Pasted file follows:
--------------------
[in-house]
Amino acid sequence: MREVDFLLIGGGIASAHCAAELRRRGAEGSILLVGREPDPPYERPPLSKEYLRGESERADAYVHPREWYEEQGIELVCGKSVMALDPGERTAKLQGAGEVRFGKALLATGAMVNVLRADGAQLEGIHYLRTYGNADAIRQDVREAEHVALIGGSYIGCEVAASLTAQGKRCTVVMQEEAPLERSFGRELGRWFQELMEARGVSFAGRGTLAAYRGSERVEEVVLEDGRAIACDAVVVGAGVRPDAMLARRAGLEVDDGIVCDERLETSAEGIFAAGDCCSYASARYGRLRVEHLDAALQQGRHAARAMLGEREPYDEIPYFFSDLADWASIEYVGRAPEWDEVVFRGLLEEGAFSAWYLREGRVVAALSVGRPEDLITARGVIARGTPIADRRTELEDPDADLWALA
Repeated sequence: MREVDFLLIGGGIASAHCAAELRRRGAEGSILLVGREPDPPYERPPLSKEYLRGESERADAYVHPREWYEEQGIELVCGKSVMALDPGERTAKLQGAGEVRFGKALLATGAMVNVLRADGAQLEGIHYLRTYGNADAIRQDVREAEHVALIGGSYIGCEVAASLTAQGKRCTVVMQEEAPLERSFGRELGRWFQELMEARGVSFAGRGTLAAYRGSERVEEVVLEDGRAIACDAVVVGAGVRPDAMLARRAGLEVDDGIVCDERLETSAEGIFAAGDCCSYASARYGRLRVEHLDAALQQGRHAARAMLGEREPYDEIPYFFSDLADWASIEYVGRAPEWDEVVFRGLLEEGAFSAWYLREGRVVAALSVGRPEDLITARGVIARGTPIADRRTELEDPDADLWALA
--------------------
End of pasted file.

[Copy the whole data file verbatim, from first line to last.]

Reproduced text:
[in-house]
Amino acid sequence: MREVDFLLIGGGIASAHCAAELRRRGAEGSILLVGREPDPPYERPPLSKEYLRGESERADAYVHPREWYEEQGIELVCGKSVMALDPGERTAKLQGAGEVRFGKALLATGAMVNVLRADGAQLEGIHYLRTYGNADAIRQDVREAEHVALIGGSYIGCEVAASLTAQGKRCTVVMQEEAPLERSFGRELGRWFQELMEARGVSFAGRGTLAAYRGSERVEEVVLEDGRAIACDAVVVGAGVRPDAMLARRAGLEVDDGIVCDERLETSAEGIFAAGDCCSYASARYGRLRVEHLDAALQQGRHAARAMLGEREPYDEIPYFFSDLADWASIEYVGRAPEWDEVVFRGLLEEGAFSAWYLREGRVVAALSVGRPEDLITARGVIARGTPIADRRTELEDPDADLWALA
Repeated sequence: MREVDFLLIGGGIASAHCAAELRRRGAEGSILLVGREPDPPYERPPLSKEYLRGESERADAYVHPREWYEEQGIELVCGKSVMALDPGERTAKLQGAGEVRFGKALLATGAMVNVLRADGAQLEGIHYLRTYGNADAIRQDVREAEHVALIGGSYIGCEVAASLTAQGKRCTVVMQEEAPLERSFGRELGRWFQELMEARGVSFAGRGTLAAYRGSERVEEVVLEDGRAIACDAVVVGAGVRPDAMLARRAGLEVDDGIVCDERLETSAEGIFAAGDCCSYASARYGRLRVEHLDAALQQGRHAARAMLGEREPYDEIPYFFSDLADWASIEYVGRAPEWDEVVFRGLLEEGAFSAWYLREGRVVAALSVGRPEDLITARGVIARGTPIADRRTELEDPDADLWALA